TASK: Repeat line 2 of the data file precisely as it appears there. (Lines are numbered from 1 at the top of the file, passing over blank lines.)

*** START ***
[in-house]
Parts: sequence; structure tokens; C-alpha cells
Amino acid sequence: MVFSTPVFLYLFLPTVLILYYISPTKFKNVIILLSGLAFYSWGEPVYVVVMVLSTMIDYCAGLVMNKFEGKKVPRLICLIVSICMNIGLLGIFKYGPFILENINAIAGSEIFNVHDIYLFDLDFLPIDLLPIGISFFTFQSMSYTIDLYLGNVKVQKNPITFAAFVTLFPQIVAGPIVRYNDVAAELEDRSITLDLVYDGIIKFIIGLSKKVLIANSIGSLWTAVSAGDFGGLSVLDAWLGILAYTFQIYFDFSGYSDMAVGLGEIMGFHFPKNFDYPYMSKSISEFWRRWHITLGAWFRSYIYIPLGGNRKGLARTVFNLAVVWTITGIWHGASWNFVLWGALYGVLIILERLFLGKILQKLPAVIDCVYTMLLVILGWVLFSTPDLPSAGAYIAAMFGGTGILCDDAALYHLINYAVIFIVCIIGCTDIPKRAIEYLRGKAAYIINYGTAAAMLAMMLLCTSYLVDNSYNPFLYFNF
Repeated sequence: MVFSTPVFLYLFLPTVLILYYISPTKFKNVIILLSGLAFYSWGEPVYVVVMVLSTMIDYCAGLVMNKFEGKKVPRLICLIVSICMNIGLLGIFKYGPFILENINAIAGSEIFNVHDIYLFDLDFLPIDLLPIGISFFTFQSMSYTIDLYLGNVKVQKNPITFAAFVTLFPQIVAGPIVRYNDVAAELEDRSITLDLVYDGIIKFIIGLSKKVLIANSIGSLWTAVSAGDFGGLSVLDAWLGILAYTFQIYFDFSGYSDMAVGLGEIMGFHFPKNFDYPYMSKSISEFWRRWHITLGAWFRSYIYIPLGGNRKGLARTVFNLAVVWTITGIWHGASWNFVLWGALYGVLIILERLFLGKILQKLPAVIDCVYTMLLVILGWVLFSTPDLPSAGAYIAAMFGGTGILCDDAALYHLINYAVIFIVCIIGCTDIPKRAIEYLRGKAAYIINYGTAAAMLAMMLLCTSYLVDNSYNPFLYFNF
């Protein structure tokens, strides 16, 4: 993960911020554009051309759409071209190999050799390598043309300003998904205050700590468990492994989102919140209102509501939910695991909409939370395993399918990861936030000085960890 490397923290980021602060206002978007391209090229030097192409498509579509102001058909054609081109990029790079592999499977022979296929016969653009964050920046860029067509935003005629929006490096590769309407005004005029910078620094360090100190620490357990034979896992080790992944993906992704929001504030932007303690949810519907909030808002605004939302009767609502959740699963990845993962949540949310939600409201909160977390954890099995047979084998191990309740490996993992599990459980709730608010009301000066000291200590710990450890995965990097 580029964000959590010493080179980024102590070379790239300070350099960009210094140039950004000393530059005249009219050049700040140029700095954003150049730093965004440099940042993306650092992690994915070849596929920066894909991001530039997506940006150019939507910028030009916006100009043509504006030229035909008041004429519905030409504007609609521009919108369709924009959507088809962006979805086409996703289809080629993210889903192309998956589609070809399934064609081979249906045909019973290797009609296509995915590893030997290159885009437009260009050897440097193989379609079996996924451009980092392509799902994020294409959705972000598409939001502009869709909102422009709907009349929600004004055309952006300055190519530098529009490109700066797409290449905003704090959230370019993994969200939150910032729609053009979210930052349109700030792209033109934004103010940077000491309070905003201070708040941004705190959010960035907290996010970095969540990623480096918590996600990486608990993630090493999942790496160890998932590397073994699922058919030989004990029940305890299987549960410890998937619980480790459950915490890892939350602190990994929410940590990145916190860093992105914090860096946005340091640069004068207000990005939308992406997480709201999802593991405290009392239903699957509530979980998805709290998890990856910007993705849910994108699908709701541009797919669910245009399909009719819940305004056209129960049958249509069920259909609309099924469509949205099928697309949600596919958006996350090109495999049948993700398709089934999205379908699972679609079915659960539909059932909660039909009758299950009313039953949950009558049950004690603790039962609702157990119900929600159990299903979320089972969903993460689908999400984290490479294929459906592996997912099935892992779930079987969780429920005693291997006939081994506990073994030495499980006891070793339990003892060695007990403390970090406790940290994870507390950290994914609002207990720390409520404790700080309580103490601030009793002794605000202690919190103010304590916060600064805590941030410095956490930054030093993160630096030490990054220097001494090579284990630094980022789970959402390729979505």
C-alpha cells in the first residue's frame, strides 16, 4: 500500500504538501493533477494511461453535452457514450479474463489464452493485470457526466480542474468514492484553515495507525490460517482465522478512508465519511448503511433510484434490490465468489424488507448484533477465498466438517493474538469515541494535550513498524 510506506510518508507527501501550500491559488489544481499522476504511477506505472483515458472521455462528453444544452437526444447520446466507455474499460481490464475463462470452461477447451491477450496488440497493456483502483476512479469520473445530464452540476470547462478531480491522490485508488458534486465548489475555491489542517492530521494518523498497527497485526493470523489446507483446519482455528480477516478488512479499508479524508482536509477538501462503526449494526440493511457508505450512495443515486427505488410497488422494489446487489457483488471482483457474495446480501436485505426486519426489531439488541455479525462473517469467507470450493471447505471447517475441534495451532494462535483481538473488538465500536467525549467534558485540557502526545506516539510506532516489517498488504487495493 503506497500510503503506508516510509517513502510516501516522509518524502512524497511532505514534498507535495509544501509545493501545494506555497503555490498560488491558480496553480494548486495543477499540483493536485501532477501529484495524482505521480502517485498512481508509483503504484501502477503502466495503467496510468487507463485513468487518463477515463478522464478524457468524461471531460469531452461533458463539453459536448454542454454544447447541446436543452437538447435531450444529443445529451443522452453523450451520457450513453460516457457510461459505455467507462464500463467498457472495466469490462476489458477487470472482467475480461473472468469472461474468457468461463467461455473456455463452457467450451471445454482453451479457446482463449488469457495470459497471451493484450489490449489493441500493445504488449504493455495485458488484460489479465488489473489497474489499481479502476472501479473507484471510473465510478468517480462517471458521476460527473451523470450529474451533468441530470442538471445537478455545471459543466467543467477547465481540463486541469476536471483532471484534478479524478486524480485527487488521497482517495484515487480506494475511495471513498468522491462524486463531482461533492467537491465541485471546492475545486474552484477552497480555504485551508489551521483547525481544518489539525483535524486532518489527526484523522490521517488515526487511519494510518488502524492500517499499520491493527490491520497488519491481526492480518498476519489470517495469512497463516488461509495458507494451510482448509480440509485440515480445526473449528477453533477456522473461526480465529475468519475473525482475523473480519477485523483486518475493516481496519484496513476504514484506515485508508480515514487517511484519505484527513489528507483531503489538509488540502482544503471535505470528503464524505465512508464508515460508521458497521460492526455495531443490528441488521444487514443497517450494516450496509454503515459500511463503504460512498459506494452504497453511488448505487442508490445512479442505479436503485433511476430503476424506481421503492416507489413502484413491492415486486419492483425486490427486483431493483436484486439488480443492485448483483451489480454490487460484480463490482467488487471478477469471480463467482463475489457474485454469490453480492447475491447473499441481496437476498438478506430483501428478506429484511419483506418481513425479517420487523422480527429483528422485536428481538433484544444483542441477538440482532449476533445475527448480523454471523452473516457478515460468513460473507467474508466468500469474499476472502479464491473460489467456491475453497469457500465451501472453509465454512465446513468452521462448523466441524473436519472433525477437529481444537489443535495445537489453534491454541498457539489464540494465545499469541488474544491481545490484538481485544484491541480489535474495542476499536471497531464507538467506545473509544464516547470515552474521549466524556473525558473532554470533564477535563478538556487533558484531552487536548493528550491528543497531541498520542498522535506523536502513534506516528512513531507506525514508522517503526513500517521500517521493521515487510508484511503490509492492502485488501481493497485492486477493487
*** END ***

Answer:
Parts: sequence; structure tokens; C-alpha cells